Each person who gets involved in the Weekend event makes an impact through their training, their fundraising, and their participation in a 30 or 60 km walk where they connect with other walkers determined to beat the disease that has impacted their life in some way.
In the summer of 1973, Lily was hired by Princess Margaret Hospital as an outpatient clerk. It was her first summer job, and she was proud to be wearing a white lab coat. However, just ten years later, she was wearing a blue patient gown and was preparing for cancer surgery.
Lily has survived thyroid cancer, and her family has dealt with breast cancer, ovarian cancer, liver cancer and lung cancer. Losing her parents to cancer, and being treated herself has shown her the importance of testing and early diagnosis. It has also motivated her to be part of the solution. So she walks.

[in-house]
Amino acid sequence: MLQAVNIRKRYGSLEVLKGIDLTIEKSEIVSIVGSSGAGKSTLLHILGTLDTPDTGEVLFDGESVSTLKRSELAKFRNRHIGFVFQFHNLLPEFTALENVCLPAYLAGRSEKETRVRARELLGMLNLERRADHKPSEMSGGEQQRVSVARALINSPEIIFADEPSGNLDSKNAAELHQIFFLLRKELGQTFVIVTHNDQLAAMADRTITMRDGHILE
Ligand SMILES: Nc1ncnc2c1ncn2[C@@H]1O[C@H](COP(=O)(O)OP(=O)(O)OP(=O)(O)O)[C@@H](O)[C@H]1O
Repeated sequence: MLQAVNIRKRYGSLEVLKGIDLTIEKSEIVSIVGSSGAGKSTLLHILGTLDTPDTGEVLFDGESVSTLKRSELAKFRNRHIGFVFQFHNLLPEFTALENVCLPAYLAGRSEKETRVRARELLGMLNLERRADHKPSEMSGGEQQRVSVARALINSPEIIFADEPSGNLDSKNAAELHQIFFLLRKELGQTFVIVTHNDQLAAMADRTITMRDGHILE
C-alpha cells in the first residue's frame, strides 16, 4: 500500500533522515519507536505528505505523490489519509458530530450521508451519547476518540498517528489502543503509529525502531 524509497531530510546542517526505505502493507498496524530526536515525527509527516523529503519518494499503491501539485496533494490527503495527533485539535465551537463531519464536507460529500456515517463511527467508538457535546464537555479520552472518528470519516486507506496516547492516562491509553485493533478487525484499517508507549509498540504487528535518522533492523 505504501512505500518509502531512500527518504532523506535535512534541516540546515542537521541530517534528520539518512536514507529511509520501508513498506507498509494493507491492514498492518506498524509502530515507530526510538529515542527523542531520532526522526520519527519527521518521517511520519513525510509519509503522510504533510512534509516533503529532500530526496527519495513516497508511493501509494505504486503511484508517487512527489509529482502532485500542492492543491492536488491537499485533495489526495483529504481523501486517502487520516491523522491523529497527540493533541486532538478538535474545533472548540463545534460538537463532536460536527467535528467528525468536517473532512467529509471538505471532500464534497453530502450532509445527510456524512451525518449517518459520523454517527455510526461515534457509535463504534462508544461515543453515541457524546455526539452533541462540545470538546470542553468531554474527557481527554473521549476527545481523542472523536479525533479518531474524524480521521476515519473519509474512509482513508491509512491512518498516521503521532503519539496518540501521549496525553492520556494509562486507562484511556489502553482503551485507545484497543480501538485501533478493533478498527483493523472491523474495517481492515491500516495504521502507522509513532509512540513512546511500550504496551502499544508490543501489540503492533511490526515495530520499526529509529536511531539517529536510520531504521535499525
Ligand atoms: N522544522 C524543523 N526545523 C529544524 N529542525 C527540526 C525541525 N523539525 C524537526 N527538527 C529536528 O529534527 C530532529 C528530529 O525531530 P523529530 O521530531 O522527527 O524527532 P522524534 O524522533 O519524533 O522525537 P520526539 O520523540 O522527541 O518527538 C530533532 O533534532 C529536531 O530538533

When asked about her greatest satisfaction in being part of The Weekend to End Breast Cancer, she shares that, “The Weekend allowed me to achieve goals that were beyond the realm of my (limited) imagination. In the first year, I raised $2,000 which was a mammoth goal, and I walked 60 km—also a mammoth goal. But once I achieved those goals, then it became conceivable to set even greater goals. Following this logic, suddenly conquering cancer in our lifetime—another mammoth goal—seems attainable!”
| ||Lily, her team members with Dr. Tak Mak and Dr. Buckman|
As it is for many walkers, one of the privileges of the event for Lily was the chance to talk to the esteemed Dr. Tak Mak, Director of The Campbell Family Institute for Breast Cancer Research. “As we walked, he spoke so very passionately about conquering cancer in our lifetime. I had thought of it only as a marketing campaign. But for him, it appeared to be an assumption. It changed my way of thinking completely.”
Those who have been involved in The Weekend to End Breast Cancer will certainly relate to Lily’s analogy of making ripples. She believes it is a wonderful opportunity for anyone to participate in the effort to conquer cancer in our lifetime.